Posted by: Jim Scarantino | Jan 12, 2009 7:16:31 PM
My reply to your response is contained in my next post above. I didn't want to join the forum so I couldn't comment there.
I am well aware of the concepts explored by Hayek in "The Road to Serfdom." Even he refuted a number of the theses put forth in that book later in his life. And as I pointed out in my original post, this piece does a good job of responding to Hayek's arguments as you apply them to this issue:
Posted by: barb | Jan 12, 2009 9:09:11 PM
Yes, I've noticed how progressive measures like an 8 hour work day, a 5-day work week, paid vacations, safety on job sites, sick days, prohibitions against child labor and the banning of poll taxes has resulted in fascism. I also see how those measures have, so sadly, stopped employers and bigots from having their freedom to work people to death with no regard for their humanity or to keep African-Americans from voting.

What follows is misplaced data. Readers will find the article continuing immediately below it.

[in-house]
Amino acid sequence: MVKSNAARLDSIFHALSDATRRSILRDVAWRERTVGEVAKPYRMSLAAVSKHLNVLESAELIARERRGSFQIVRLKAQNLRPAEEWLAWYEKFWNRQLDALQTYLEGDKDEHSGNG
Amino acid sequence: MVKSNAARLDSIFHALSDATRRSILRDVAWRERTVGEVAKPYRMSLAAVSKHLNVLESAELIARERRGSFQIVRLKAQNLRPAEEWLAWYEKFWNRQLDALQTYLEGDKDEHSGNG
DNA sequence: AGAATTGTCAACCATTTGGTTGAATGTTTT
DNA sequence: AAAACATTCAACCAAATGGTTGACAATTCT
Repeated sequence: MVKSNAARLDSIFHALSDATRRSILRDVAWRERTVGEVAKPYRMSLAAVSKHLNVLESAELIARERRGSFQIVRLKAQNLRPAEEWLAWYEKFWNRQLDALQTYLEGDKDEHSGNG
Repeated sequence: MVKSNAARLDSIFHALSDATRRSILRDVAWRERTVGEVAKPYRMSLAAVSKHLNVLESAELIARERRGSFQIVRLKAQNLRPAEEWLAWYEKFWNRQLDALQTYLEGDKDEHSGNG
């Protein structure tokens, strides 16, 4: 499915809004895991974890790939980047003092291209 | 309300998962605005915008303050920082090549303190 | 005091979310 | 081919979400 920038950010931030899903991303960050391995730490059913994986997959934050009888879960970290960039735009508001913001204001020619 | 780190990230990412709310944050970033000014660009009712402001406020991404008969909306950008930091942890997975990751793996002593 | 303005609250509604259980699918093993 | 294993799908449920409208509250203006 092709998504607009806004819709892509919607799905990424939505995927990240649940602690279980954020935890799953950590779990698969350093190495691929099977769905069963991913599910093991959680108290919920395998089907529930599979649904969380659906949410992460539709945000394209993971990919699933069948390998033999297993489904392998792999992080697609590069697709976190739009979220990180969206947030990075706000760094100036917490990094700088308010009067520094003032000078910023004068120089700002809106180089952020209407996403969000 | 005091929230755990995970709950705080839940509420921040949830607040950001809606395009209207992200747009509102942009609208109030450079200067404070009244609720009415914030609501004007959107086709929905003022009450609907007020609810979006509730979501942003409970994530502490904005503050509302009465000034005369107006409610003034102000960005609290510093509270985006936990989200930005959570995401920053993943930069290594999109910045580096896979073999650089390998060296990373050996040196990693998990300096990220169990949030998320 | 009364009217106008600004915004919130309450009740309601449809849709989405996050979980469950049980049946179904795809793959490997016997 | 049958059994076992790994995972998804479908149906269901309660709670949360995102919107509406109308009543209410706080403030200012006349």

What universe is Scarantino living in?
Posted by: cinnamon girl | Jan 12, 2009 9:33:41 PM
Phoenix Rising: So should photographers also be able to blatantly and publicly refuse to photograph African-Americans, the disabled, those with mental retardation or mixed race couples because their religious beliefs might not find these people acceptable and "without sin?"
Posted by: legal mind | Jan 12, 2009 9:40:17 PM
Let's not muddy the water here, folks.
The new domestic partnership law doesn't contain any provision that has anything to do with the photographer issue. Jim was wrong to conflate the two issues, and so are some of the commenters on this thread.
They're totally different and unrelated in any reality that exists outside of the overheated anti-gay imagination.
Posted by: sophie | Jan 13, 2009 8:04:35 AM
I agree Sophie. Apples and oranges.
Posted by: JJ | Jan 13, 2009 10:35:25 AM
I never said it was okay with me for public accommodations to be segregated.
I said that this particular suit was undertaken at the wrong time. The hearing and decision, in response to a family that deserves equality being baited by a trained member of the VRWC, worked perfectly for the photographer and her colleagues in bigotry.
The result of this thoughtlessly conceived suit was a set of facts that were the basis for a PR campaign against equality in CA, and will continue to be used against us.
Posted by: PhoenixRising | Jan 13, 2009 10:53:21 AM